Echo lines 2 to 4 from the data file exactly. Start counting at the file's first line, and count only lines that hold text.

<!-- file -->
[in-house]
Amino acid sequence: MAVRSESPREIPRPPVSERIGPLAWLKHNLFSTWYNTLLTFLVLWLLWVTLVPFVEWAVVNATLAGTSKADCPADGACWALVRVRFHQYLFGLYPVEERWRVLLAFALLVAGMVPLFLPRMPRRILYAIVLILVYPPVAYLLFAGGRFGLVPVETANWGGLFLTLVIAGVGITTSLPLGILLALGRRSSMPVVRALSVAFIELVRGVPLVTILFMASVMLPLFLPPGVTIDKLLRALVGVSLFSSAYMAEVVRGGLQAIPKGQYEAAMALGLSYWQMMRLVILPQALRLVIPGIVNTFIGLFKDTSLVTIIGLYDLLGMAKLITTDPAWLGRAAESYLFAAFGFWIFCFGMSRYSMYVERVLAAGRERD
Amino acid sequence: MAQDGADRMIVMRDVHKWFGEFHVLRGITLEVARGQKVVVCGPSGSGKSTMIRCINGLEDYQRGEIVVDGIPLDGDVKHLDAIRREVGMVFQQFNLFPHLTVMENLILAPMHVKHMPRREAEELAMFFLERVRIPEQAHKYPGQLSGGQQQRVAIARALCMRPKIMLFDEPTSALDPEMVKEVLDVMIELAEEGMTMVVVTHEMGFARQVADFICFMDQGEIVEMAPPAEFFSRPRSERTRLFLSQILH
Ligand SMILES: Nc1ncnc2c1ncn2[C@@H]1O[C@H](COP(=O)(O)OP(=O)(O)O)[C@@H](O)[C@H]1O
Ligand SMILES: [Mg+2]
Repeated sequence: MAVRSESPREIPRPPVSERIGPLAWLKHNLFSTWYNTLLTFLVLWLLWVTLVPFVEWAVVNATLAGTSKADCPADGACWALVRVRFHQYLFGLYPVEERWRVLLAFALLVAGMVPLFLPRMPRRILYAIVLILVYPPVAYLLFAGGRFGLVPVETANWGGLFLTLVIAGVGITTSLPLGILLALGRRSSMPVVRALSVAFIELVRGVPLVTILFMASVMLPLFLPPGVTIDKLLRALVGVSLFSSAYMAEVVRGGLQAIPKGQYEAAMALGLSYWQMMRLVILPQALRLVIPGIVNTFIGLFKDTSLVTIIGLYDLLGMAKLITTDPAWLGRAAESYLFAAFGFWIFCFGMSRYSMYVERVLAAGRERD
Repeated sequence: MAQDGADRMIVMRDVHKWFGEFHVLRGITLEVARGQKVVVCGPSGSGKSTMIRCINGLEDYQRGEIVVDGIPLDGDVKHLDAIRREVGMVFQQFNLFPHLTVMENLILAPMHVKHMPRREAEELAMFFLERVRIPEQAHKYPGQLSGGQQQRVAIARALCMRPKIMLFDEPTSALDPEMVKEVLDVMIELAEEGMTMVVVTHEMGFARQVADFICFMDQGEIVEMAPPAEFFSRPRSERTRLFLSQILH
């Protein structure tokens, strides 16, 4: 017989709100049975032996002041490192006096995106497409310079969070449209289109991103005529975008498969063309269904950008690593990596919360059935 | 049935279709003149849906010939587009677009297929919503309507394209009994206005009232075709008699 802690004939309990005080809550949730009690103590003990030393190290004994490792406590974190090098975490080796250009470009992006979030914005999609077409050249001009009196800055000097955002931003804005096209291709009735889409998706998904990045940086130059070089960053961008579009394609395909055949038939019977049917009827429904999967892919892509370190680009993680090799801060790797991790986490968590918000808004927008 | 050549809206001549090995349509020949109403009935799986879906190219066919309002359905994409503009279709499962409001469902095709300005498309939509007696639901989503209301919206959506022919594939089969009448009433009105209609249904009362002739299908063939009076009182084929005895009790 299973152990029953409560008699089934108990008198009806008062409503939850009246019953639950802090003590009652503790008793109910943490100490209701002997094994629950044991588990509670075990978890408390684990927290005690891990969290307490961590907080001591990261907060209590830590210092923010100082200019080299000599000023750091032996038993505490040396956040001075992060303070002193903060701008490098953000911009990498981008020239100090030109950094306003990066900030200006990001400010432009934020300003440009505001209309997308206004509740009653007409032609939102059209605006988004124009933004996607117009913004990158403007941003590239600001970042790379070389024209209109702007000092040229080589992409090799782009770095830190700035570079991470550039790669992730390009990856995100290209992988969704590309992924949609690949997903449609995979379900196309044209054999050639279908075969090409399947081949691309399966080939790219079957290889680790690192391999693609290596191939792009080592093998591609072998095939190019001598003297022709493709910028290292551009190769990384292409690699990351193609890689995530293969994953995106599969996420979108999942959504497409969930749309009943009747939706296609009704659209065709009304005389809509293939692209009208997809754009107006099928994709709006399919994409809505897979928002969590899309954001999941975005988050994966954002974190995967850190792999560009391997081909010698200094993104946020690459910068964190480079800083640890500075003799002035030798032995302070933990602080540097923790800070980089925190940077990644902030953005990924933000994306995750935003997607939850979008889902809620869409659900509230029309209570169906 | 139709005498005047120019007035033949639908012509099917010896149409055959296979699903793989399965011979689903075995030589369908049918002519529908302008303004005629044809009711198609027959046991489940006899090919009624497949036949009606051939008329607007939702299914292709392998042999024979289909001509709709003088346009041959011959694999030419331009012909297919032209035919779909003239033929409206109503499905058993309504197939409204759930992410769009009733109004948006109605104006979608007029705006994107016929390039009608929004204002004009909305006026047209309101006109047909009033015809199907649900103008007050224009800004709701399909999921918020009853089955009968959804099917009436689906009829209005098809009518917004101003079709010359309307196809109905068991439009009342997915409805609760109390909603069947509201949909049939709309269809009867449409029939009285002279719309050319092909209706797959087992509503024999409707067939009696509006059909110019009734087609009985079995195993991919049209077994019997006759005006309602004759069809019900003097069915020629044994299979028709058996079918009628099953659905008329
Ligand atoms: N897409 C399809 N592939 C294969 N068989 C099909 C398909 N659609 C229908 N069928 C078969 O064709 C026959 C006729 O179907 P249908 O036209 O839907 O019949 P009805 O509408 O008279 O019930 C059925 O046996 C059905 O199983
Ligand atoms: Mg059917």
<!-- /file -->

Amino acid sequence: MAVRSESPREIPRPPVSERIGPLAWLKHNLFSTWYNTLLTFLVLWLLWVTLVPFVEWAVVNATLAGTSKADCPADGACWALVRVRFHQYLFGLYPVEERWRVLLAFALLVAGMVPLFLPRMPRRILYAIVLILVYPPVAYLLFAGGRFGLVPVETANWGGLFLTLVIAGVGITTSLPLGILLALGRRSSMPVVRALSVAFIELVRGVPLVTILFMASVMLPLFLPPGVTIDKLLRALVGVSLFSSAYMAEVVRGGLQAIPKGQYEAAMALGLSYWQMMRLVILPQALRLVIPGIVNTFIGLFKDTSLVTIIGLYDLLGMAKLITTDPAWLGRAAESYLFAAFGFWIFCFGMSRYSMYVERVLAAGRERD
Amino acid sequence: MAQDGADRMIVMRDVHKWFGEFHVLRGITLEVARGQKVVVCGPSGSGKSTMIRCINGLEDYQRGEIVVDGIPLDGDVKHLDAIRREVGMVFQQFNLFPHLTVMENLILAPMHVKHMPRREAEELAMFFLERVRIPEQAHKYPGQLSGGQQQRVAIARALCMRPKIMLFDEPTSALDPEMVKEVLDVMIELAEEGMTMVVVTHEMGFARQVADFICFMDQGEIVEMAPPAEFFSRPRSERTRLFLSQILH
Ligand SMILES: Nc1ncnc2c1ncn2[C@@H]1O[C@H](COP(=O)(O)OP(=O)(O)O)[C@@H](O)[C@H]1O